The theme for this year’s World Tuberculosis (TB) day (24th March 2023) is encouraging empowerment.
The 'Yes! We can end TB!', theme by the World Health Organization (WHO) is centred around raising awareness of TB and matching global efforts to commitments being made to combat the disease.
The #ENDTB initiative aims to provide the awareness, insight and information needed to urge health policymakers to pledge to tackle the disease, as well as inspiring multisectoral collaboration and innovation to combat TB as a major global public health issue.
According to figures from the campaign in 2021 10.6 million people fell ill with TB and 1.6 million people died from the disease. There has been a slight increased in the number of Multi-drug resistant (MDR) cases worldwide with marked increased in case numbers in the Latin American region, as well as Central Asia and East Asia.
Calls for action- collaborative working with all stakeholders
The WHO has simplified the actions needed by all stakeholders working to combat TB.
To successfully eradicate TB greater collaboration is required between politicians and policymakers, healthcare professionals and researchers, and the general public, particularly community engagement with young people.
Actions for Policymakers
The current campaign aims to encourage Ministries of Health and other public health leaders to prioritise TB services, predominantly around access to diagnosis and prevention schemes. The WHO also asks policymakers to pledge to support and empower health workers to deliver these high-quality TB services.
Actions for health service providers
The WHO also highlights the lack TB services for children and young people. The majority of TB services and treatments are targeted at adults with a chronic infection.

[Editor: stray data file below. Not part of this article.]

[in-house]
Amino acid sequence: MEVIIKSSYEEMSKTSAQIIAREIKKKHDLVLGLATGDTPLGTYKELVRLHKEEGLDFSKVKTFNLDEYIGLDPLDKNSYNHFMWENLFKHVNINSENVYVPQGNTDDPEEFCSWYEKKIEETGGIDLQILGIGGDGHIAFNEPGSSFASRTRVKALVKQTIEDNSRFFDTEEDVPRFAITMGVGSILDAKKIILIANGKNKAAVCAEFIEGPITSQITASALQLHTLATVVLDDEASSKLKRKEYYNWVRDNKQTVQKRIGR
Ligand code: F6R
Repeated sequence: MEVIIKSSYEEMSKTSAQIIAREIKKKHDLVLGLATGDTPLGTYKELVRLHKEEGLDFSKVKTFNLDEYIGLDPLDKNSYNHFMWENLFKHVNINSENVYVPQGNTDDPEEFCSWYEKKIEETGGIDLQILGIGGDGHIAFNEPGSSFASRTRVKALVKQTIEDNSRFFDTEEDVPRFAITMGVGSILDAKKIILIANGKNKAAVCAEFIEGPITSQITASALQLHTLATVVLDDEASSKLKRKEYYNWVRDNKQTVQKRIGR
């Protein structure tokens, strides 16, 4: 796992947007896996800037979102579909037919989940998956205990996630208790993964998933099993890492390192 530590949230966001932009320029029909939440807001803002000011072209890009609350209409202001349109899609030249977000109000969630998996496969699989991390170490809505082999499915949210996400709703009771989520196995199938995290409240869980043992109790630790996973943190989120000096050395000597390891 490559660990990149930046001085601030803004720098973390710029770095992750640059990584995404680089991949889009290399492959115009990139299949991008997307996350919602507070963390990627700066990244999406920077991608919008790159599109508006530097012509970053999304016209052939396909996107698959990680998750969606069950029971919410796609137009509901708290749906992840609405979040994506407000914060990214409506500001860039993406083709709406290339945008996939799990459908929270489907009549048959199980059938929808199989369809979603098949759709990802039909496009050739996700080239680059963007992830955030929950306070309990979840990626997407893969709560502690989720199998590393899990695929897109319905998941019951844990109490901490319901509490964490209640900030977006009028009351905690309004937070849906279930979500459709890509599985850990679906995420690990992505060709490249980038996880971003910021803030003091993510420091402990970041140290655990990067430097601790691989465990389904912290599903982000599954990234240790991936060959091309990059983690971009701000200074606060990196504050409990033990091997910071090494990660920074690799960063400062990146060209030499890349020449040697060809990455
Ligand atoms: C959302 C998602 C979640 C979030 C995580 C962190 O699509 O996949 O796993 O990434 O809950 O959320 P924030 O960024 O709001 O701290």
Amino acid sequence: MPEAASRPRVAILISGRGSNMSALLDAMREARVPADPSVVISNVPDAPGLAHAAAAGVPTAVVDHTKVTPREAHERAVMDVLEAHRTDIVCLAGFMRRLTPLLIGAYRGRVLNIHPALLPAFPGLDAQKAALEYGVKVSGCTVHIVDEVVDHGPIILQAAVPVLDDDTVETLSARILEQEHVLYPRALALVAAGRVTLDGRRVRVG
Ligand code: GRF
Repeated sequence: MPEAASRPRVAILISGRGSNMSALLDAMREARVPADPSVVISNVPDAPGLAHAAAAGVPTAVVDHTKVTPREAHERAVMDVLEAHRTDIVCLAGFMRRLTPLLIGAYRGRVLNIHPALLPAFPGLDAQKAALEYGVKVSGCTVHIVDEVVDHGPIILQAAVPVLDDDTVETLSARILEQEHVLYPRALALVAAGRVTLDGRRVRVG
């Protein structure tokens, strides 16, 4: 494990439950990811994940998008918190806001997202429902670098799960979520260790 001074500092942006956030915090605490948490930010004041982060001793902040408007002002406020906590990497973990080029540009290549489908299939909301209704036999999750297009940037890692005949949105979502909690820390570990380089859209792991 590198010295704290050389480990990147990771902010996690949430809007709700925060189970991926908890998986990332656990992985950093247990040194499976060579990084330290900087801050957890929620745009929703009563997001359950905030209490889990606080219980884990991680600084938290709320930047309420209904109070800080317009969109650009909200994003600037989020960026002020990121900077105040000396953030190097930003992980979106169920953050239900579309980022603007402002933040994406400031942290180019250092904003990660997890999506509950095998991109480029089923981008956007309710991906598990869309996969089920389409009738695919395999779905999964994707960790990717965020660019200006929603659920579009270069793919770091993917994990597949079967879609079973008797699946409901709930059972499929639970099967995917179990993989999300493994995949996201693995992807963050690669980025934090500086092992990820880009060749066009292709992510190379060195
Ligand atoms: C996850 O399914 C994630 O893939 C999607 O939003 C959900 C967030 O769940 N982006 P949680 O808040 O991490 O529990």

But, the burden of TB on young people is particularly high and is extremely acute in children, The Lancet – Global Health estimates that mortality of under 5’s with TB is 43% (Carvalho and Kritski 2021).
Actions for community and youth
The #ENDTB campaign encourages communities to support healthcare professionals and health workers to provide essential TB services. It is crucial that these services are maintained and that health workers do not fear for their safety when conducting their duties.
Community action can play a big part in reducing the stigma around TB, the wide platform can provide education around the disease.
Communities should be proactive TB education by raising awareness of how the disease spreads and the importance of adherence to treatment regimens to prevent the spread of MDR TB.
In 2023, young people will play a key role in the fight against TB , now and in the future, with the creation of education programmes and special TB advocate roles to fight the rise in misinformation. The WHO also wants to encourage young people to pledge to stand up against TB stigma and discrimination, and encourage testing for the disease
WHO (2022) WHO Global Tuberculosis Report 2022 https://apps.who.int/iris/rest/bitstreams/1474924/retrieve
Carvalho, Anna Cristina C et al.(2021) What is the global burden of tuberculosis among children? The Lancet Global Health, Volume 10, Issue 2, e159 - e160 https://www.thelancet.com/journals/langlo/article/PIIS2214-109X(21)00548-9/fulltext#:~:text=The%20estimated%20mortality%20of%20children,%C2%B79%25%20in%20treated%20children. [accessed 23/3/23]
WHO (2023) Calls to Action https://www.who.int/campaigns/world-tb-day/2023/calls-to-action [accessed 23/03/23]
WHO (2022) WHO Global Tuberculosis Report 2022 2.3 Drug-resistant TB https://www.who.int/teams/global-tuberculosis-programme/tb-reports/global-tuberculosis-report-2022/tb-disease-burden/2-3-drug-resistant-tb